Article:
Institution-Focused Management of Schizophrenia - Episode 3
Patient factors taken into consideration when prescribing long-acting injectables (LAIs) to reduce onset of psychotic episodes in schizophrenia.
Henry Nasrallah, MD: I admit that I am one of the very strong advocates for long-acting injectables for all patients. The reason is that schizophrenia is conducive to nonadherence. It’s very hard for people who suffer from schizophrenia to remember to take their medication because they have cognitive deficits. They do not recognize that they need the medication because they have lack of insight, and they are not able to initiate an action because they have negative symptoms, or avolition. Because many of them abuse substances, alcohol and drugs are very common now in patients with schizophrenia, so it’s very hard to remember to take their prescription medication when they are drunk or stoned.
I regard all patients to be at risk for nonadherence. Because I’m a schizophrenia researcher, I try to convince every patient to go on a long-acting injectable as soon as possible, ideally at the first episode. Many psychiatrists may not do that initially, which, in my opinion, is regrettable. The earlier we begin, the better the patient’s brain will be because every psychotic episode damages brain tissue. That’s why I like to use it as early as possible, but many clinicians wait for patients to prove that they are nonadherent. One, 2, 3, 4, 5 admissions to the hospital, and then they think, “Maybe I should put the patient on a long-acting injectable.” By the time a patient has 3, 4, or 5 admissions, many of them have been disconnected from their families, many of them have been incarcerated and sent to prison, many of them have become homeless, or many of them have committed suicide.
I don’t want to wait for those bad outcomes to occur before I use long-acting injectables. One of the mandatory reasons why we should use long-acting injectables very early is not only the brain tissue damage that occurs with the psychotic episode, but if the patient commits a violent act in the first episode. There are a few patients like that but not many. We know that whenever a patient becomes psychotic, they will repeat the same symptoms. If they commit a violent act in the first episode, we absolutely must protect them from relapsing because they’re going to commit a violent act again when they become psychotic. That’s the nature of some patients who are in their teens. They abuse a lot of alcohol and drugs. These young people must be given long-acting injectables because they tend to neglect their medication, they don’t believe they need it, and so on.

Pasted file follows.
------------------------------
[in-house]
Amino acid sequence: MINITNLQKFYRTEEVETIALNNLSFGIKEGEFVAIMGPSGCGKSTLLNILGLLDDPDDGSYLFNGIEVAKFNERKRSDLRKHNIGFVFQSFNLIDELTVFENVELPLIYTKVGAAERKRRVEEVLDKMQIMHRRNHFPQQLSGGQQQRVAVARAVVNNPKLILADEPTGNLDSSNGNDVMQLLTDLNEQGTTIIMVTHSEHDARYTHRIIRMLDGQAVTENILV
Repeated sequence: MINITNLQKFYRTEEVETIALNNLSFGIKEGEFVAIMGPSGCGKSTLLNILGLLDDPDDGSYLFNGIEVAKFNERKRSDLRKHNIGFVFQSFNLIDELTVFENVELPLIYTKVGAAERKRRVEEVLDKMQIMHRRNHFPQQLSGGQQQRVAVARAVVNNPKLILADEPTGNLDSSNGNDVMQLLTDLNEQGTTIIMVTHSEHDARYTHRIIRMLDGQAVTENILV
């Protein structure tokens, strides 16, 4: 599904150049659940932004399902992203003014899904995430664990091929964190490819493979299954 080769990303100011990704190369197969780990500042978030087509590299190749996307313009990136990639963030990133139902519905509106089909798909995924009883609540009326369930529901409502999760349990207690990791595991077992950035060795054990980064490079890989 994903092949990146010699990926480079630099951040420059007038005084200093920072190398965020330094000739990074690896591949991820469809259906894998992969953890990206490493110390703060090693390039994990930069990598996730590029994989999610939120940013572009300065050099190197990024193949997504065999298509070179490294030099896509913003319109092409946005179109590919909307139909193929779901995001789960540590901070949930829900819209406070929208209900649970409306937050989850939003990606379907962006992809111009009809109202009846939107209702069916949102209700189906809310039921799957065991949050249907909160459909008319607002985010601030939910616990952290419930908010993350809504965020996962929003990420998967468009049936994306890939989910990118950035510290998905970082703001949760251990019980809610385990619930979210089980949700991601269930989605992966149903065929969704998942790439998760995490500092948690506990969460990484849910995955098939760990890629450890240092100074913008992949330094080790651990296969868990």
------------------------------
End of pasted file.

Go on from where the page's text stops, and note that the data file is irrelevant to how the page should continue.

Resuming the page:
For patients who don’t have a family support system, they’re isolated. It would be far better to use a long-acting injectable than to delegate the heavy responsibility of taking a medication every single day, every week, every month, every year, for the rest of their life. It’s much better to deliver the medication parenterally, and they don’t have to take any pills. I have seen remarkable benefits from that in my own patients when we give them a long-acting, second-generation injectable. You can see the steady and continuous improvement and return to baseline in most of the patients.
Transcript Edited for Clarity